MANILA, Philippines – After his heroics against the Meralco Bolts in the 2016 PBA Governors' Cup, Justin Brownlee will always be a player that his coaches and teammates can count on during crunch time.
Against the Alaska Aces in the 2017 PBA Commissioner's Cup on Sunday at the Araneta Coliseum, Brownlee showed off his clutch gene anew, connecting on the and-1 play with 7.2 seconds left to lift the Gin Kings to a 103-102 victory.
What made it all the more impressive was that his bucket was not a designed play; Ginebra had ran out of timeouts with still three minutes left, and by Brownlee's own admission, they "freestyled" in the final possession.
Yet Ginebra coach Tim Cone was unsurprised to see Brownlee take charge in the most crucial moment of the game, not after seeing the import confidently drain the game-winning triple against Meralco in Game 6 of their best-of-seven Finals series last year.
"Justin made a great drive," Cone said after Ginebra had racked up its fifth straight win. "I think everybody thought that he was going to stop and pull up, and make that three again like he did against Meralco in the Finals."
"But he gave a little hesitation move and went hard at the rim and got a three-point play instead. That's just Justin being Justin," he said in an admiring tone. "He's just an intelligent player, so intelligent."
Brownlee, who finished with all-around numbers of 37 points, 14 rebounds, six assists, three steals, and four blocked shots, said afterward that he briefly contemplated pulling up for a triple, just as he did against Meralco.
However, he was tightly guarded by Alaska import Cory Jefferson, and thus Brownlee opted to drive instead.
"Cory was playing really good defense," said Brownlee. "He didn't allow me to pull up and shoot, so I had to just try and take it to the basket."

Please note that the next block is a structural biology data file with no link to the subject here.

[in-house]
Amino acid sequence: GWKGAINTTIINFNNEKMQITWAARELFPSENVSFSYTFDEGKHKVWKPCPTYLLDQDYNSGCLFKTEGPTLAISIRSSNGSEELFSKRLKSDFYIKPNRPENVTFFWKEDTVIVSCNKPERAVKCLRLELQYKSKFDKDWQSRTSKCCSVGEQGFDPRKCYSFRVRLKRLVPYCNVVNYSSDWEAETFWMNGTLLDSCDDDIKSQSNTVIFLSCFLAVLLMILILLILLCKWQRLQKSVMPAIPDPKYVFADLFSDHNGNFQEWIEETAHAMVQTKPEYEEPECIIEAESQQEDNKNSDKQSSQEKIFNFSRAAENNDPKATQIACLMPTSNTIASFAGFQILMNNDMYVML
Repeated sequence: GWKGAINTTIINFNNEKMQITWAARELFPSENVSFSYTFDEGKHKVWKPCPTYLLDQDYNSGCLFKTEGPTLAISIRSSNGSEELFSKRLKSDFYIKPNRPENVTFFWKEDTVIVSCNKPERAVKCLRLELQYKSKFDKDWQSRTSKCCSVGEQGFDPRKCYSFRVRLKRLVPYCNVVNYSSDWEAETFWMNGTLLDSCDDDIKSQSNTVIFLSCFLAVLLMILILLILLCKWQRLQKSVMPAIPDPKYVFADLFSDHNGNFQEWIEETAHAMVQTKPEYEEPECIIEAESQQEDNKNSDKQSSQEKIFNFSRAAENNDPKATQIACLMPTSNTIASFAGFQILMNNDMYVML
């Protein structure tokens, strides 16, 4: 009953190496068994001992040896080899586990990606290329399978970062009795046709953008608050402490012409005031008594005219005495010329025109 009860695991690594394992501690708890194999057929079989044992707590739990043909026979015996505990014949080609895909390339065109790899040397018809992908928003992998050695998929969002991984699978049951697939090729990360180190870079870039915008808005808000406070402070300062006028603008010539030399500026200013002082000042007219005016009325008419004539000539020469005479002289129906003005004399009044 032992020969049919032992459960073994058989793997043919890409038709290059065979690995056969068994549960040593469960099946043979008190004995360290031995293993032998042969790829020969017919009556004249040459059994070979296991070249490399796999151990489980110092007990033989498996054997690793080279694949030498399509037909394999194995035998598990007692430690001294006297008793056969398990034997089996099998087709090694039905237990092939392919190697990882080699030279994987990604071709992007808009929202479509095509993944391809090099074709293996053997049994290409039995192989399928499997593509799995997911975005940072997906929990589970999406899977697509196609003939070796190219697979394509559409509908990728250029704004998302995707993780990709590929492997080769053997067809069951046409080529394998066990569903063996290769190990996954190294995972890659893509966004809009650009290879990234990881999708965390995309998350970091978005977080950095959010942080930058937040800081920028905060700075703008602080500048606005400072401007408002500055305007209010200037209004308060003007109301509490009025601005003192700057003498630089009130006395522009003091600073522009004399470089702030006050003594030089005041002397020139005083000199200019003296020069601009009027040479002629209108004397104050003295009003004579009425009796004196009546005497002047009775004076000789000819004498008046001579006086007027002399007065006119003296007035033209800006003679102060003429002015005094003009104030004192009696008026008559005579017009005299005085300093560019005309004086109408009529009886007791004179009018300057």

For Brownlee, his crunch time heroics was nothing special; he was simply doing his job as the team's import.
"I guess that's what I'm here for as an import. I think those are the moments where the import, not have to save the day or be a hero, but in those types of moments you have to be aggressive," he explained.
"I understand that I'm playing in this league as an import. In those moments, I just want to try and be aggressive and give my team the best opportunity to make a shot to win the game or make a defensive play," he added.
Cone had taken a gamble in playing the smaller Brownlee in a conference with taller imports, but Brownlee has so far not failed his coach. More than his on-court contributions, however, it is Brownlee's attitude off it that has truly impressed the Ginebra coach.
"He's so coachable," said Cone. "And he's such a great chemistry guy. Everybody in our team adores him. He gets along with everybody – Fil-Am, local, ball boy, it doesn't matter. He hangs out with everybody."
"The only guy I can ever compare him to that I've coached before in my career is Sean Chambers," added Cone, referring to the legendary Alaska import. "The two of them are very much alike in terms of that friendliness and chemistry, being able to get along with everybody, then coming out and playing hard every night."
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